Going from homeless to owner is possible thanks to Poverello House, BofA – GV Wire

Men who have struggled to get their lives back on track find themselves in a classroom at Poverello House with pen and paper, taking notes that will help them make better financial decisions.

Money management is just one part of Poverello’s year-long men’s rehab program, which includes six months of aftercare at a halfway house.

Financial literacy is important because graduates of the program come out with close to $20,000 in income.

However, history indicates that some of the graduates will not get very far before returning to the program with no money to their name.

To avoid this cycle, Poverello House now relies on Bank of America’s Better Money Habits program to teach participants how to make wise financial choices.

Brett Lucky, a resident of Poverello, has just started the rehab program. He says his goal is to be able to stand when he leaves.

“Like most people, I want to pay for my own car. I want to buy a house eventually,” Lucky said.

“But really, I just want to be sure that I can manage the finances on my own and be able to breathe without this added stress of where I’m going to pay my bills and how it’s going to work out at the end of the week, or at the end of the week. end of the month, and not having to stress too much about this stuff.

Residents of Poverello House participate in a men’s rehab program where they learn financial literacy from Bank of America employees. (GV Wire/Liz Juarez)

Men’s rehab program helps men get back on their feet

Gavin Larson, who is a job developer and case manager for the Poverello home, oversees many of the men in the program.

He says that all the men are assigned a role that plays an important role in the day-to-day operations of Poverello.

“All the guys who prepare the food, all the guys who provide security, work in the warehouse, drive deliveries, pick up deliveries and donations, they’re all program participants,” Larson said.

“We review substance use disorders, we do the 12 steps of AA, and we have group therapy for mental health.”

Larson says the program is multifaceted with several resources offered to help men.

However, he says, an often overlooked topic was the final stage of the program – the financial literacy part.

In the past, Larson taught residents some basic financial skills until Bank of America stepped in by offering to teach classes every three months.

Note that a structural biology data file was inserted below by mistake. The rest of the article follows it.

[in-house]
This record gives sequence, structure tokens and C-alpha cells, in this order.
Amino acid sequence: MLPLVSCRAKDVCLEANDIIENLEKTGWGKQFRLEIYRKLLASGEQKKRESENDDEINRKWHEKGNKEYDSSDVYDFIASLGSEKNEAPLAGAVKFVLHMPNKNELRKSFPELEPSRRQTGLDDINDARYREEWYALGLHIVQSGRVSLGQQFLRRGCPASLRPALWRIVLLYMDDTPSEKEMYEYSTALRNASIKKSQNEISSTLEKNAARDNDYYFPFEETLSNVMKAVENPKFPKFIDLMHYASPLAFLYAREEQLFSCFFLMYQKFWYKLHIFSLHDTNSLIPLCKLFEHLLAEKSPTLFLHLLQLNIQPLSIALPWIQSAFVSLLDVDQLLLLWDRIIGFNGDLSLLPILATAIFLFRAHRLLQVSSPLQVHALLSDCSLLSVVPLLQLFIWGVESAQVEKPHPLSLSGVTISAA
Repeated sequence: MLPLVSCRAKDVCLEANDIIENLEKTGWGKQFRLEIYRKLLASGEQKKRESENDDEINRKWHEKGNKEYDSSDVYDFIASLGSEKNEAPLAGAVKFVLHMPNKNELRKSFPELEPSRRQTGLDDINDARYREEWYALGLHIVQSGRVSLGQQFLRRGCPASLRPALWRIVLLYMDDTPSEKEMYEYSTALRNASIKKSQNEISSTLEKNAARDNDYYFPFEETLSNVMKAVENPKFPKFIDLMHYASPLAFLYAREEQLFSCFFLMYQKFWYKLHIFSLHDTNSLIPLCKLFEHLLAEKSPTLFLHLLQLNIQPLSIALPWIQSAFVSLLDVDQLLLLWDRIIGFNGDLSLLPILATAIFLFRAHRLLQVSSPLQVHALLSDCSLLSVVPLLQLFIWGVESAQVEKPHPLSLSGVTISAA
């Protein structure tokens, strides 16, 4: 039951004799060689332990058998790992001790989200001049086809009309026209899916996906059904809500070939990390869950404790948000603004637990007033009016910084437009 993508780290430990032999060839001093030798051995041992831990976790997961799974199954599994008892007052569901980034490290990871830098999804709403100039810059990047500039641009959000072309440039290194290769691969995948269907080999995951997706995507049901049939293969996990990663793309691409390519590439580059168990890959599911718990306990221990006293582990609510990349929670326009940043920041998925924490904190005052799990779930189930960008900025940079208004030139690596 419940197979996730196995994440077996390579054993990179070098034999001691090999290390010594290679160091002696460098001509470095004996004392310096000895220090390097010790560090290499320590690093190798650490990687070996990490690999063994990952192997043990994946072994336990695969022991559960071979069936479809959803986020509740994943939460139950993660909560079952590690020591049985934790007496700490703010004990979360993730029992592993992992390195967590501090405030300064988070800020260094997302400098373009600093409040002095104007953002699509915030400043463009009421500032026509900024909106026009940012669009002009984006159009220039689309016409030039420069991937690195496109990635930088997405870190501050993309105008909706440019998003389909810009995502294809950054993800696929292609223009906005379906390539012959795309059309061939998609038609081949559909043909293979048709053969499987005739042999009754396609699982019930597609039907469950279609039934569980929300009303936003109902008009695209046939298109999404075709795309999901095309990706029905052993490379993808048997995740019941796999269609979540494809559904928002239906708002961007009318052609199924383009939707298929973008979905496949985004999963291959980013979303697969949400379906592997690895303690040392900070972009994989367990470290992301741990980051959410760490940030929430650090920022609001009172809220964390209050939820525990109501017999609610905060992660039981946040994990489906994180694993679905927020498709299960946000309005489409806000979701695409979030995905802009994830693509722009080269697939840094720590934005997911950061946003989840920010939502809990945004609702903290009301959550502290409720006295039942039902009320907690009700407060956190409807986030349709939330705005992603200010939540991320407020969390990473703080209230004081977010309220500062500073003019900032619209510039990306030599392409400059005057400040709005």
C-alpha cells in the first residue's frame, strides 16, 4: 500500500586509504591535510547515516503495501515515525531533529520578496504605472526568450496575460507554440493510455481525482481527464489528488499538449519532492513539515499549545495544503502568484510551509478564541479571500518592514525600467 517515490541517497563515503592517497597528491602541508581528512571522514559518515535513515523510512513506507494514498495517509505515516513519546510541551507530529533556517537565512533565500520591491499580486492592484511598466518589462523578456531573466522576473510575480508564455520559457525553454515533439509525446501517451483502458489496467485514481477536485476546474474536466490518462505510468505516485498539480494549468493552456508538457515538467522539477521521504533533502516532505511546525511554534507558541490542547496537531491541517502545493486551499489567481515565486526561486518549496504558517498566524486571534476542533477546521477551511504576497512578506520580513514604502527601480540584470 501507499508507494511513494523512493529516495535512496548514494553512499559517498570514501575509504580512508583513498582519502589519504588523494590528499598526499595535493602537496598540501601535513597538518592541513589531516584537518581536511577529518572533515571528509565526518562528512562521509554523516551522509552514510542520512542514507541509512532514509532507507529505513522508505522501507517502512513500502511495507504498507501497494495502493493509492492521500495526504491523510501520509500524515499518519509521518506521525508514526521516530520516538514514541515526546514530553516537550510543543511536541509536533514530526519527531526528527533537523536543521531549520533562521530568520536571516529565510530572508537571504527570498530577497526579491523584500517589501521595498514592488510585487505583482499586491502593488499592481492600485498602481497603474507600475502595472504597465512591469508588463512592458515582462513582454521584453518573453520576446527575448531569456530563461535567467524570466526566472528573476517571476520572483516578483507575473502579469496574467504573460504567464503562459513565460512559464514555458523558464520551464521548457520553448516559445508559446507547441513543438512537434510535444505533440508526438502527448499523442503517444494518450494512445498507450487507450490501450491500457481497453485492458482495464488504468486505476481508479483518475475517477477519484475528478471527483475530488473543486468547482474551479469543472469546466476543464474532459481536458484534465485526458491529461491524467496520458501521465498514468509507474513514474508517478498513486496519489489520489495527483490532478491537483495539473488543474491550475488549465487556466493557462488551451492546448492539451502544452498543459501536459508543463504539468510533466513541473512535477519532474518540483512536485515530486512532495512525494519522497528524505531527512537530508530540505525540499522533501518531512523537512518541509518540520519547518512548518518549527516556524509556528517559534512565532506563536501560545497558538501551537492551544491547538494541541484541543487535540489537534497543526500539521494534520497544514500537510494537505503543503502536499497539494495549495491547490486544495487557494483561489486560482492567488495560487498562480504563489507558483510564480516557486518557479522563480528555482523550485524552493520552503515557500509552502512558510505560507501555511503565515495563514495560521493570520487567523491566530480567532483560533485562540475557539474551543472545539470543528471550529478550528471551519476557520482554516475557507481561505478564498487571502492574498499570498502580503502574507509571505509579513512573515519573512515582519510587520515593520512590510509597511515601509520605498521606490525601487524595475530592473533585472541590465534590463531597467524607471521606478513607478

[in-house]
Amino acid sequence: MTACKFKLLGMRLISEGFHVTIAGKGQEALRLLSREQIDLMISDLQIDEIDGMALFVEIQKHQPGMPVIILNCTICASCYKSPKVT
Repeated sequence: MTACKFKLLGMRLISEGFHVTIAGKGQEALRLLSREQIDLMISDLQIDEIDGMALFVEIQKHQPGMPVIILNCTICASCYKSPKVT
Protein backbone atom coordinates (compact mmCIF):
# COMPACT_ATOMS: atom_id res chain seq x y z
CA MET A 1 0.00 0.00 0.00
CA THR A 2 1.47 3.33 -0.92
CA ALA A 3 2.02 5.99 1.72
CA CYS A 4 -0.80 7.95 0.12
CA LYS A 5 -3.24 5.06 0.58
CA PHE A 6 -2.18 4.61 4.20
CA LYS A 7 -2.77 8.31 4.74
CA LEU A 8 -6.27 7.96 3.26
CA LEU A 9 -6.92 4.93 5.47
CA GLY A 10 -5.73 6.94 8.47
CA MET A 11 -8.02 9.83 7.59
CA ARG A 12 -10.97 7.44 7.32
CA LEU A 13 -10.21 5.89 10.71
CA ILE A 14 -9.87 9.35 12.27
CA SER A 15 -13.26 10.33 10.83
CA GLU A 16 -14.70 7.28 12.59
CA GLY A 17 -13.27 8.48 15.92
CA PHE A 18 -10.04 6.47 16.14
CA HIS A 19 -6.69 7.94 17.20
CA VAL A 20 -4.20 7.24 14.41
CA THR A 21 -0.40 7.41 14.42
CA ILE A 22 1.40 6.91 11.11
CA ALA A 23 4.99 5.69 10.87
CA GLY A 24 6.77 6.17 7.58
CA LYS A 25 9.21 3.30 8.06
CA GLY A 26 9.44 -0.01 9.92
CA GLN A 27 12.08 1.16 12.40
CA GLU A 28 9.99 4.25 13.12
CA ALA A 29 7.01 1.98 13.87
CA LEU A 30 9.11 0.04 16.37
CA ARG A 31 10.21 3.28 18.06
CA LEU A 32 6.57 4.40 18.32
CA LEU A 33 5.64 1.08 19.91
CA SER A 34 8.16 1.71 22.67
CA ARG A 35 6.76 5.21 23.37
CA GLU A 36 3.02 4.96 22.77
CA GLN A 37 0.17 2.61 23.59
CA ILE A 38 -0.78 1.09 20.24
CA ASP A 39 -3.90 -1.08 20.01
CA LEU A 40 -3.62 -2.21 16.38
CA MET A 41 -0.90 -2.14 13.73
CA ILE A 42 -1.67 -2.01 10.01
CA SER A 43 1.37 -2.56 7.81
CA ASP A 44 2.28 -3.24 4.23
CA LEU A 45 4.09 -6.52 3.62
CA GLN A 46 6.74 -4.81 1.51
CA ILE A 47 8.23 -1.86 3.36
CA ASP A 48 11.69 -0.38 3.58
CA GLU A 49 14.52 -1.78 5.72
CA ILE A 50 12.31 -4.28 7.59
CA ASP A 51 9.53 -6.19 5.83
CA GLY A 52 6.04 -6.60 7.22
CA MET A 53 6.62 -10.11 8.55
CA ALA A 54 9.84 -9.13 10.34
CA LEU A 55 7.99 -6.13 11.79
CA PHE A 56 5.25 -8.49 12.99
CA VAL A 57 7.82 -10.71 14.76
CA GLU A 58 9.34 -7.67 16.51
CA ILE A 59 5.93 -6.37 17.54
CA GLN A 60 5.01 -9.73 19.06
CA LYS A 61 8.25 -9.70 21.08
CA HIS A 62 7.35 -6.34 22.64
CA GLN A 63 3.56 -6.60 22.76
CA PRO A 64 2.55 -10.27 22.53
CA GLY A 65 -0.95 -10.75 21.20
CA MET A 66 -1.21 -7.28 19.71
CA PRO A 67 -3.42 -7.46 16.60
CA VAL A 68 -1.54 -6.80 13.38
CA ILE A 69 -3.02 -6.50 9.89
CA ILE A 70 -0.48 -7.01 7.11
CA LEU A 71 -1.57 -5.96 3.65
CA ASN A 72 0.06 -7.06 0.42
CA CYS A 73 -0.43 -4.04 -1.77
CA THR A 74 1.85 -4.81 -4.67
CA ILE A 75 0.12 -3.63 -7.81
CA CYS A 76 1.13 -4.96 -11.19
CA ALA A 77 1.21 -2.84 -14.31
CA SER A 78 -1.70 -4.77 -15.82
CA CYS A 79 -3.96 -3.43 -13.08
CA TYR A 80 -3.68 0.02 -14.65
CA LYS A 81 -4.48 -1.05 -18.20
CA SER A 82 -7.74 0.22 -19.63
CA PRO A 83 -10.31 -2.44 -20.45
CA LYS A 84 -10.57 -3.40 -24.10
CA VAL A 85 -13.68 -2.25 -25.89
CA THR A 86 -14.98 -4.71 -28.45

“It’s really invaluable, you know, to have bankers come and teach this course and so I know from my humble perspective, we’re really grateful to Bank of America,” Larson said.

“In the past, they (Bank of America) have been a financial backer, one of our sponsors, and a partner in many ways. So to go on this trip and really spend time with our guys is very special.

What do program participants learn?

Volunteers show men how to open a bank account, understand a paycheck, manage a strict budget and pay off debt.

Marisa Moore, local banking market manager for Fresno and Visalia, explains that once they finish teaching the basics, later sessions focus on planning major purchases such as a car and a home, and saving for retirement.

“Talking to all of our volunteers, the guys have been super engaged the whole time, asking questions and really wanting to learn,” Moore said. “I feel they take this very seriously and will apply much of what they learn to their own lives now and when they leave the Poverello household.”

One of the students, Felipe Barrajas, said he was excited to learn how to save because his goal is to own a house.

“I learned how important it is to save money and how to budget,” Barrajas said. “I also learned to watch out for fraud and be aware of what I spend.”

Marisa Moore, Bank of America’s market manager for Fresno and Visalia, gives financial advice to participants in Poverello’s men’s rehab program. (GV Wire/Liz Juarez)

Getting out of the program is not always easy

Larson says getting out of the program isn’t always easy, but Poverello House is focused on building a community where participants are always welcome.

“I think one of the main things is that the rehab program is tough, it’s not easy,” Larson said.

After residents pass the first two or three weeks, Larson says many participants become deeply committed to change and recovery.

“At this point, you know, they’re extracting every drop of information, every resource they can from this place,” Larson said.

Former participants facing difficult challenges often feel comfortable coming back for help, Larson says.

“I’ve got guys from two years ago saying, hey, man, I just got fired. Can I work with you guys?” Larson said. can come back.”

Bank of America Resources

While the Better Money Habits program is taught in schools, colleges, and recovery resource centers, Bank of America also offers these same resources to the public.

Lessons on banking basics, auto and home loans, retirement, kids’ college, and debt repayment are all available for free by visiting the bank’s website here.

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